Trawscoed Hall, Welshpool - a year on


– a year on

by Trevor Trevor

I thought you might be interested in some feedback from an owner’s perspective following your Field Visit in June 2005. Your comments and suggestions were helpful and encouraging, and could be broken down as follows:

  • Cut down and kill all the laurels
  • Create more open spaces to encourage natural regeneration
  • Kill as many grey squirrels as possible.

WH members gathering outside Trawscoed Hall in June 2005
The first thing was to deal with the laurel areas, which were widespread, and very old, with some of the laurel stems being over six inches diameter. These were cut at ground level and the stumps sprayed with Glyphosate:Water in a 20% solution. To give you an idea of the area we dealt with, we used just over 50 gallons of Glyphosate! Some of the laurels were so large and on such a steep bank that they have been left to rot where they fell. The smaller ones were stacked to give at least some clear ground to allow us to get about and deal with any new or regrowth of the laurel, and to allow any acorns at least a chance of growing. There appears to be some fresh growth (from seed ?) of laurel, but this is very small and should be easy to see and kill this winter. I have to say that it was extremely hard work !

Felling Mature Oak

Having got bored with spending months cutting down laurels with nothing financial to show for it, I thought I would fell some Oak as a thinning and, following my usual practice, looked for the worst trees. I couldn’t find any suitable in the area your members wanted me to thin, but found some further up the wood, and marked nine. Oak trees (especially 150 year old Oak trees) always seem small until they are on the ground. Then you find that they are larger than you thought, but also they are not as straight. There were more gateposts than intended, but I did cut a number of beams, including a 17 feet by 16 inch beam out of one tree, and I now have a fair amount of Oak drying in a shed. No doubt it will come in useful some time.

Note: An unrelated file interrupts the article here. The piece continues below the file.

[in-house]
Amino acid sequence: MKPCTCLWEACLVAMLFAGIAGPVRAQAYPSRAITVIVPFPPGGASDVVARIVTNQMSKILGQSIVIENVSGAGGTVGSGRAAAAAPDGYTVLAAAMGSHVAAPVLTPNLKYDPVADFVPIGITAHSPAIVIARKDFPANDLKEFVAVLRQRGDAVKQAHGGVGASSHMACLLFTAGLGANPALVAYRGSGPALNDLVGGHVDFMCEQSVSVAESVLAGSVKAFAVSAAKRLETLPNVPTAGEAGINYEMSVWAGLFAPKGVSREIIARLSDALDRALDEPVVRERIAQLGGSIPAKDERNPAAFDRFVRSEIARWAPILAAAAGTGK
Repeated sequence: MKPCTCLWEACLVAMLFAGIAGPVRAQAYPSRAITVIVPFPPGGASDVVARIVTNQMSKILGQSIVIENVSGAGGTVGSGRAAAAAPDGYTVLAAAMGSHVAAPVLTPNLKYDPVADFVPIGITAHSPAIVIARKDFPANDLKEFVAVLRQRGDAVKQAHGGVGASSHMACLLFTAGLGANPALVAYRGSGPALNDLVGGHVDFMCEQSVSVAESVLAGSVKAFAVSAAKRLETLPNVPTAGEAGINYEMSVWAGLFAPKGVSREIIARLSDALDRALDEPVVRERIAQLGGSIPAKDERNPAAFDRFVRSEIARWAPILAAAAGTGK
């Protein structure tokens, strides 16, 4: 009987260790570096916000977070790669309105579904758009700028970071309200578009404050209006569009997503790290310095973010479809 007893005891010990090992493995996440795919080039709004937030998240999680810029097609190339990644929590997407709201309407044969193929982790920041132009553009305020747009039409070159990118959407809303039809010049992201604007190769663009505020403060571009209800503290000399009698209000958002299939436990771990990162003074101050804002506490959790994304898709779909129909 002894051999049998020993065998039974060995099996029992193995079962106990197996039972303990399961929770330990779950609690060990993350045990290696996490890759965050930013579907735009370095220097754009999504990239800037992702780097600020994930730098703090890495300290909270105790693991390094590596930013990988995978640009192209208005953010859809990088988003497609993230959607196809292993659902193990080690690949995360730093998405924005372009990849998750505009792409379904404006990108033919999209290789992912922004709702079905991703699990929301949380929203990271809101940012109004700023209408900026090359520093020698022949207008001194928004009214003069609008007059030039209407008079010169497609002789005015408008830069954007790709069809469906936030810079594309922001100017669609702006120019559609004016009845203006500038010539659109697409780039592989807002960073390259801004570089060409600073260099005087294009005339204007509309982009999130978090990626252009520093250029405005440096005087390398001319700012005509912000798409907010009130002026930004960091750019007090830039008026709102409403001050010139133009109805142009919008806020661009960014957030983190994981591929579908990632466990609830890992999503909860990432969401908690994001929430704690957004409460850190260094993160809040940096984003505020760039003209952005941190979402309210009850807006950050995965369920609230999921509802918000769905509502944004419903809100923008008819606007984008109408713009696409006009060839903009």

Grey Squirrels

Sally Goodwin presents Mr & Mrs Trevor with a Woodland Heritage commemorative bowl at the end of our visit to Trawscoed.
The squirrels had a reprieve for this year, but it is only temporary. Having learned a little about poisoning them I will now have to wait until next year. I have to say that there does not seem to have been so much damage this year as in the past. The national policy of “containment” around the red squirrel areas will inevitably fail, and there will be a great deal of hand wringing. The only answer is a massive effort to exterminate grey squirrels, but regrettably many people will not face up to this. They seem happy to suggest doing away with non-native trees, but unwilling to do the same to non-native animals.

All in all I found your visit here most helpful, and it gave me a push to get on with something which I had been putting off.

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